Just how well is Telkom's FreeMe doing? - TechCentral

Just how well is Telkom’s FreeMe doing?

hilton-tarrant-180Telkom says its mobile business has been boosted by the launch in July of its FreeMe bundles built around data (not voice minutes) which largely upended the market.

It achieved profitability in that unit for the first time in the six months to 30 September. Despite the early success, it shared a solitary data point related to FreeMe: it “sold approximately 170 000 FreeMe bundles” on prepaid during the six months.

Because the product suite was only launched in July, it means FreeMe had only (effectively) been available for two months in these financial results. That translates to a pretty decent run rate of over 80 000 bundles per month (with it only being available for the last week of July).

However, one needs to bear in mind that FreeMe is primarily designed as a post-paid product. Telkom hasn’t disclosed any numbers in this segment but did say it “performed even better than our initial expectations” and that “early indications show significant increase in gross connection monthly run rates and an uplift in Arpus in the two-month period”. (Arpu is average revenue per user.)

An analysis of published post-paid subscriber and Arpu data is revealing. Arpu is on the up after being stagnant since the middle of 2015. More importantly, subscriber growth has accelerated significantly in these six months, even with the higher (relative) base.

Between April and September, Telkom Mobile added over 30 000 new subscribers per month. This is roughly double the rate it had been growing that base between April 2015 and March 2016. Now, not all of these customers are “normal” cellphone contracts, as this figure includes enterprise clients as well subscribers who have signed up to the company’s popular “fixed” LTE data contracts.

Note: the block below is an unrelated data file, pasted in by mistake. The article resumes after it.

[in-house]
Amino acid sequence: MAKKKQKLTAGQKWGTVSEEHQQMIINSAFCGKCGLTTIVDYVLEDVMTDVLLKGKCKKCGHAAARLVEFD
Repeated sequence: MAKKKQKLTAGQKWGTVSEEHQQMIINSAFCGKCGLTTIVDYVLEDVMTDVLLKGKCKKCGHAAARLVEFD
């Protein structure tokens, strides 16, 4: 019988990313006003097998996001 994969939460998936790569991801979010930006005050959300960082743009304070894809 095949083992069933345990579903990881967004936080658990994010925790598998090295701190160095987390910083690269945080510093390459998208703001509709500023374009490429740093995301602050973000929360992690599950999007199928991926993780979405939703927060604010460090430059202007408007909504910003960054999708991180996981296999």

There are a few other promising signs, such as the smartphone base on its mobile network growing by 44% to 1,6m over the past year. Also, over 70% of sales of those prepaid FreeMe bundles were from Telkom’s own channels (website, self-service, retail stores). This means it is (substantially) less reliant on third parties for distribution than the other mobile operators.

Telkom says that it will begin migrating post-paid mobile customers from its “legacy” plans to FreeMe this month. This obviously won’t have an impact on its subscriber numbers, but we should see the effect on Arpu in the months ahead.

It remains to be seen whether Telkom will disclose overall or post-paid FreeMe subscriber numbers in May when it reports its 2017 annual results. It is highly likely that it won’t, for competitive reasons.


Vodacom’s migration of its post-paid base onto integrated price plans (Smart/Red) remains an impressive feat. As at the end of March 2016, over 85% of contract customers were on integrated price plans. That would be a useful benchmark with which to compare Telkom’s efforts (even if Vodacom’s offerings are less competitive than Telkom’s).

And even if Telkom doesn’t provide a breakout in the results for the year to March 2017 (in other words, data points for the second half from October), if the elevated rate of subscriber growth continues (or even increases), it would point to FreeMe doing very well indeed.

If the rate of subscriber growth had remained relatively constant at about 20 000 per month for the first four months of this financial period (six months to end-September), which is entirely plausible, this would translate into 100 000 additions in August and September (50 000 per month). One could easily construct a case for the vast majority of these to have been on FreeMe. Play that forward into October and November, and if Telkom finishes this calendar year with anything close to 250 000 contract FreeMe customers (excluding those migrated from legacy plans), executives should be (deservedly) reaching for the champagne.

  • Hilton Tarrant works for immedia. This column was originally published on Moneyweb and is used here with permission

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